Using traditional and modern techniques, scientists and craftsmen restored the skull of a dinosaur that lived millions of years ago. Find out how they did this.
The restored skull of the 66 million year old Triceratops prorsus. (Photo: Science Centre TU Delft)

Using traditional and modern techniques, scientists and craftsmen restored the skull of a dinosaur that lived millions of years ago. Find out how they did this.

Some 66 million years ago, Skull 21 was the head of a large dinosaur (Triceratops prorsus) in what would later become North America. It was about nine metres long, three metres tall, and weighed 13 tonnes. In 1891, a team from Yale University salvaged the skull of the Triceratops and in 1956 it was shipped to Delft as part of an exchange. TU Delft got the skull and Yale was offered part (only doubles) of the Timor collection - a collection of fossil shells that tell a lot about marine life in a particular period. 

Nothing but fragments
Unfortunately, the ship that transported the skull was caught in a storm and its cargo was severely battered. When the crate was opened at its destination in Delft, the Mineralogical Museum, it had been reduced into more than a hundred fragments. Doctor Pieter Kruizinga, then the Curator at the Museum, restored the skull. But he made some mistakes, so now the enormous skull of this ancient creature is being restored once again.

Scientists and craftsmen have set out to reconstruct the skull using a unique combination of cutting-edge technology and tried and tested techniques. It is a time consuming and labour intensive process which was documented by TU Delft TV:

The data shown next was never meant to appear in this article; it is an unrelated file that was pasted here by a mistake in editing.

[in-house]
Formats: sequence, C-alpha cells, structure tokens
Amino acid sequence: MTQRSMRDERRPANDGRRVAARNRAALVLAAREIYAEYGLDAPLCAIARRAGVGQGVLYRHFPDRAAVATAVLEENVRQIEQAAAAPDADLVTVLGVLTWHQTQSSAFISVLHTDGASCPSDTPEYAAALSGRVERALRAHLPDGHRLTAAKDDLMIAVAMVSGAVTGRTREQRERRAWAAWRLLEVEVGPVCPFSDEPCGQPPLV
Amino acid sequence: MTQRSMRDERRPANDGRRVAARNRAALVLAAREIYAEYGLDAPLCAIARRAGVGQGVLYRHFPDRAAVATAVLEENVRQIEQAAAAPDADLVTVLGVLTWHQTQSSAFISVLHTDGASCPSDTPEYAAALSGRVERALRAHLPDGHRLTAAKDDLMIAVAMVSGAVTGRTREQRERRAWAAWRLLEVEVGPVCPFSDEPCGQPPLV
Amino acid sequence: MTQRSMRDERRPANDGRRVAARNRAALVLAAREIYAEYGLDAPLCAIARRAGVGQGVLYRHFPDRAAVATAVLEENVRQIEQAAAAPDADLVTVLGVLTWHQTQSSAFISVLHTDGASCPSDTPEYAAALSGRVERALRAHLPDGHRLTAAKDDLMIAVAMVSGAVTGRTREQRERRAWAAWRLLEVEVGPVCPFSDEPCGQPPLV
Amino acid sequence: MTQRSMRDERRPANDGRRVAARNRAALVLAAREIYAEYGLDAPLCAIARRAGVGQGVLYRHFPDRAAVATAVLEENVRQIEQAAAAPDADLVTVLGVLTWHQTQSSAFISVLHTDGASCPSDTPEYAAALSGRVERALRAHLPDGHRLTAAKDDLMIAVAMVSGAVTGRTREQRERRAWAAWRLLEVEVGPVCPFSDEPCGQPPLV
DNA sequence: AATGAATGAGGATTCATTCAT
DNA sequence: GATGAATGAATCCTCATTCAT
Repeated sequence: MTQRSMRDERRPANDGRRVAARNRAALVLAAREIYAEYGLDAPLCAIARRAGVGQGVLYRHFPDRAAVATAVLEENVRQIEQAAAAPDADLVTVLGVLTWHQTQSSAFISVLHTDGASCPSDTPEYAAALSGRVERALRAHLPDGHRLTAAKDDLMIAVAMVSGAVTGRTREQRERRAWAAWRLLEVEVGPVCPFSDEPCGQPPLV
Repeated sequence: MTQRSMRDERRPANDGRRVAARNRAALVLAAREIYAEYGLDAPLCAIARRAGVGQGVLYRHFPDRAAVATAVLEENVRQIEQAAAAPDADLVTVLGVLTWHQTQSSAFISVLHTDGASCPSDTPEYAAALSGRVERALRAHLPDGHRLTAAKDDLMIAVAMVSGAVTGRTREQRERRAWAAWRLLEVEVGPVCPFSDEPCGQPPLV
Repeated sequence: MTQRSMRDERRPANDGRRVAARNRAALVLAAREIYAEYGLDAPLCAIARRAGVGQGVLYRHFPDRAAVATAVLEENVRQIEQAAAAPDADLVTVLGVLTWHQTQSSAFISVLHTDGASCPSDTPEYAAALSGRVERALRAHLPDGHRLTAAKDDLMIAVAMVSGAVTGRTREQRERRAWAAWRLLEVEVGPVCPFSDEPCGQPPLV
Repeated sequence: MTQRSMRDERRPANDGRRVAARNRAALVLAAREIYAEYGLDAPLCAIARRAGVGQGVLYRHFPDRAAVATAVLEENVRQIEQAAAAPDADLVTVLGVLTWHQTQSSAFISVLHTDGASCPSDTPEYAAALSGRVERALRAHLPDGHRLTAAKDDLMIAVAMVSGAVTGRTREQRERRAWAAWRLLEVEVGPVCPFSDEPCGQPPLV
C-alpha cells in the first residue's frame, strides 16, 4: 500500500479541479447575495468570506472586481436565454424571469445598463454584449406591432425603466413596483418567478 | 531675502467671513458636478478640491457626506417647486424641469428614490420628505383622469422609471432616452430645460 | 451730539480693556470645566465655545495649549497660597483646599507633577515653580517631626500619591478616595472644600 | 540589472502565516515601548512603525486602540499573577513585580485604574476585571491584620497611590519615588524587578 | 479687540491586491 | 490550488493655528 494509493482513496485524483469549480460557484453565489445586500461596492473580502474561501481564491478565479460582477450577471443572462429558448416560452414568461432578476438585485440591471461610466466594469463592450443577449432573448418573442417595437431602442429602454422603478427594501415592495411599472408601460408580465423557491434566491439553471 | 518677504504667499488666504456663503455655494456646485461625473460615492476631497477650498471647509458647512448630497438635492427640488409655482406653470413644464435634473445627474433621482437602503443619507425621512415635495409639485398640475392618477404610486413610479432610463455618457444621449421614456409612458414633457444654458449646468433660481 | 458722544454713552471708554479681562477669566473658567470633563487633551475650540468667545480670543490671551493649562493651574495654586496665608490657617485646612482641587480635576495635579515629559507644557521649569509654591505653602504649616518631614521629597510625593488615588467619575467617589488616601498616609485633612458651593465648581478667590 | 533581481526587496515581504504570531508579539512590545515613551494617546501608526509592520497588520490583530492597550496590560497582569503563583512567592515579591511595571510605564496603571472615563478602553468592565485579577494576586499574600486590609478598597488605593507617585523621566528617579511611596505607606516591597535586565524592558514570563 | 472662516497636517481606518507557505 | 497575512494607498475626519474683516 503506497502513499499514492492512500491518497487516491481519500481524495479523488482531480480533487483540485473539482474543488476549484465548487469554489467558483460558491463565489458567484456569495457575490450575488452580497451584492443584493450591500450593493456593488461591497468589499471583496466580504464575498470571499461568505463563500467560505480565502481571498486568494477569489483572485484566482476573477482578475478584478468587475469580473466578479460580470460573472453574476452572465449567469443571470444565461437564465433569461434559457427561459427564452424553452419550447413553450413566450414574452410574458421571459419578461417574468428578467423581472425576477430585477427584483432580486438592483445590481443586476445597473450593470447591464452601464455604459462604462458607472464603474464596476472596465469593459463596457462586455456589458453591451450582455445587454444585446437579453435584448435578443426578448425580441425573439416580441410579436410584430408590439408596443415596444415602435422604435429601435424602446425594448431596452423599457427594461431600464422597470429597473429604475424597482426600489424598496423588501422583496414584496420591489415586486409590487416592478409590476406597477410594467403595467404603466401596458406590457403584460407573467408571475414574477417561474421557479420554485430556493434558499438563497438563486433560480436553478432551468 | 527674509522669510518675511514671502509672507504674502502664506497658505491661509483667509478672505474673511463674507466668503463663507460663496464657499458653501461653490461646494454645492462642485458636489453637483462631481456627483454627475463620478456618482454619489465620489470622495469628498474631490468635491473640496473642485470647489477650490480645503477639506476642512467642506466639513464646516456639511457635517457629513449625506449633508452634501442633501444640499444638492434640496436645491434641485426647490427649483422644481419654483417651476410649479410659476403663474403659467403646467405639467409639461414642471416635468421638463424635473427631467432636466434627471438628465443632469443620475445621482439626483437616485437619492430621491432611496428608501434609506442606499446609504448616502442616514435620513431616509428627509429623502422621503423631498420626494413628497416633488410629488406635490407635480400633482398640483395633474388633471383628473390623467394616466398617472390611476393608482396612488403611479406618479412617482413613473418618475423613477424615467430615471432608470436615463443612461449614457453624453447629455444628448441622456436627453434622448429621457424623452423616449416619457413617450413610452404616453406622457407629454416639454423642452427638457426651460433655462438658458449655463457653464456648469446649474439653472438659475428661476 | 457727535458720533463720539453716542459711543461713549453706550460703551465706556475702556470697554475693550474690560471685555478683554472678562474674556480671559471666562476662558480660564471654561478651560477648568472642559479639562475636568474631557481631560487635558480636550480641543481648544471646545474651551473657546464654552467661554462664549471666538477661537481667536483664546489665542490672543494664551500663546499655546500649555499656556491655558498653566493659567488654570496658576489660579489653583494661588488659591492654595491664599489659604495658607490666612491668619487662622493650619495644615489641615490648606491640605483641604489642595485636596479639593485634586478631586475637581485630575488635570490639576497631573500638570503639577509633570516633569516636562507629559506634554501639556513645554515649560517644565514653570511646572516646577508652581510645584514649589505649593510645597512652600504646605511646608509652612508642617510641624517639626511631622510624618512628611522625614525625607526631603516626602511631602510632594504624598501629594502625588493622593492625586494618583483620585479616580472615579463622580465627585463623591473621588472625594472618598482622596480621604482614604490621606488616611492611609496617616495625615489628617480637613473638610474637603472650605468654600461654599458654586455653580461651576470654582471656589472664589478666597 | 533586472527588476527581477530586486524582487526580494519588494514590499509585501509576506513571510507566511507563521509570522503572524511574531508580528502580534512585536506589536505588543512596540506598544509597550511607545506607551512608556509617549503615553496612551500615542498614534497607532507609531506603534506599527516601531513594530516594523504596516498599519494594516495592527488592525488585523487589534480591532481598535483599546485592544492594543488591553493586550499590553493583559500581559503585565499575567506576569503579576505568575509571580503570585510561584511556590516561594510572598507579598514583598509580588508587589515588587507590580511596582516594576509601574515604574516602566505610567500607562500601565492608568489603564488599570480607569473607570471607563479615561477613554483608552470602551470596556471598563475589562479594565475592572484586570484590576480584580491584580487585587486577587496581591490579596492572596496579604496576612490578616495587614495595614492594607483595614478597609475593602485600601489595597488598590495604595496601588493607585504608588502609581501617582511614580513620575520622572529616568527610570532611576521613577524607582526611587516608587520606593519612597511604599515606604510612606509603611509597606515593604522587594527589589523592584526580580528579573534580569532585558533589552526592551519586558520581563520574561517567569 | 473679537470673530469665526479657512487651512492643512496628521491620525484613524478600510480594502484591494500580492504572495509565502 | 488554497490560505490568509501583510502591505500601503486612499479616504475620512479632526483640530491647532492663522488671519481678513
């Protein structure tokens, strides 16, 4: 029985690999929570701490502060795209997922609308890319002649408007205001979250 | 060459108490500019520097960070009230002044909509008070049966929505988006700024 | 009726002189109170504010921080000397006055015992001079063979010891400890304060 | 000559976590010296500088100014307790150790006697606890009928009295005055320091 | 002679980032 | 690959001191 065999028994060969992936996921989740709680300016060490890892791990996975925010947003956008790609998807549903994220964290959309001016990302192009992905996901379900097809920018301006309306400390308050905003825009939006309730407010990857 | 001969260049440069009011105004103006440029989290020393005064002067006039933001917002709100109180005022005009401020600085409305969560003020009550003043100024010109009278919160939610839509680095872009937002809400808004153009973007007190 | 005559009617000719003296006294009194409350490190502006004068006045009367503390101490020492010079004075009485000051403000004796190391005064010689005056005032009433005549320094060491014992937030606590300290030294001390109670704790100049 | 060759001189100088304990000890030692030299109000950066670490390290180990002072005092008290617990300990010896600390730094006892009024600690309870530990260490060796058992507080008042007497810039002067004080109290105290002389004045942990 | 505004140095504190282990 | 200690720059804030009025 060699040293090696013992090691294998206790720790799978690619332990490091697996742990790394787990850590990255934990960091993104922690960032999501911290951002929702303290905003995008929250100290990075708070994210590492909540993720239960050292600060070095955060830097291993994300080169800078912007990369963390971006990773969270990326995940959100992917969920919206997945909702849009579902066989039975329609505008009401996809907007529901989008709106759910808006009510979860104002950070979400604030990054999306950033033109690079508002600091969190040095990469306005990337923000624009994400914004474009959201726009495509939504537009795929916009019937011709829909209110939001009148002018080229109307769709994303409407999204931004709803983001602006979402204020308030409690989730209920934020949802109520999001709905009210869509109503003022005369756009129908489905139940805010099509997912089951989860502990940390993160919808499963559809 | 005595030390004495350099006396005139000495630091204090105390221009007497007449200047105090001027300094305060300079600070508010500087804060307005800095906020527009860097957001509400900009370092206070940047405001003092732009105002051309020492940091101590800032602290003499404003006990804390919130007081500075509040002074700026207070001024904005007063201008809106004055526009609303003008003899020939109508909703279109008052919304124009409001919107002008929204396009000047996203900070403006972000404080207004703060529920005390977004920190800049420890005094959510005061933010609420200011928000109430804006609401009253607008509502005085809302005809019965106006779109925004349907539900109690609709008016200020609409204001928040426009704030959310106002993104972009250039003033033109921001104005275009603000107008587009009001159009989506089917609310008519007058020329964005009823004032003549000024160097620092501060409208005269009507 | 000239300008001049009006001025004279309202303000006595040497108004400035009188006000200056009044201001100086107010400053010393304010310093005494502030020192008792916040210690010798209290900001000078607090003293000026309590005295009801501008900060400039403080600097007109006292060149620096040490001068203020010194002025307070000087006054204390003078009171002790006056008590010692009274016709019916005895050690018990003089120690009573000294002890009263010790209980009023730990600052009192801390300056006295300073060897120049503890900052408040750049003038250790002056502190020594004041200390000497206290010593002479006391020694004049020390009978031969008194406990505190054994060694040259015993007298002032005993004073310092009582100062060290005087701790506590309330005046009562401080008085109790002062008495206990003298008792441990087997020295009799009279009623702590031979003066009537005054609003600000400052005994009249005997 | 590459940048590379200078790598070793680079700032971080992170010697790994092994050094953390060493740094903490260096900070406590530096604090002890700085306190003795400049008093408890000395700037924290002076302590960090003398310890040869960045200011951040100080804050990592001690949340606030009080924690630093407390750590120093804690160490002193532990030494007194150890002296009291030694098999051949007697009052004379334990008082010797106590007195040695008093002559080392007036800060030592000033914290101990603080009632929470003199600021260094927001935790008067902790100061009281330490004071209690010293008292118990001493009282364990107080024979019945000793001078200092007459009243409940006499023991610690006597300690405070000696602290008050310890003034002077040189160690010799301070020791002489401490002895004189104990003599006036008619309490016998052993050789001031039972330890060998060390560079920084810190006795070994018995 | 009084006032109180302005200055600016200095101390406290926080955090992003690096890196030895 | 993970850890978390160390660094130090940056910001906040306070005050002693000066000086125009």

The first step of the reconstruction is to clean the different parts of the skull. This involves removing old sediment and plaster. Recognising the difference between fossilised sediment and plaster, and bones, is a very specialised job, says restoration expert Aart Walen. Since the skull spent 66 million years in the ground, it has been deformed by geological processes. Van Walen explains. “The skull has been under a lot of pressure from the weight of the earth. I will try to separate the parts and glue them back at the right angle. Now it’s like a broken bone. It’s like a puzzle.” 

Solving the puzzle
That puzzle was solved with the help of the Paleontological Museum in Munich, which also has a Triceratops skull in its collection. The team managed to scan the Munich skull in 3D which allowed them to digitally reconstruct the one in Delft. They then translated that reconstruction into files for 3D printing and patched the skull back together with the help of 3D printed pieces. 

“While the main goal is to reconstruct it as accurately as possible, we also want to see how the different technologies can do this and do it better than in the past,” explains 3D model maker Javid Jooshesh. “In the past, these technologies were not available. They reconstructed the skull on the basis of many assumptions and measurements that were not accurate. But now we have the means to achieve an accurate result.”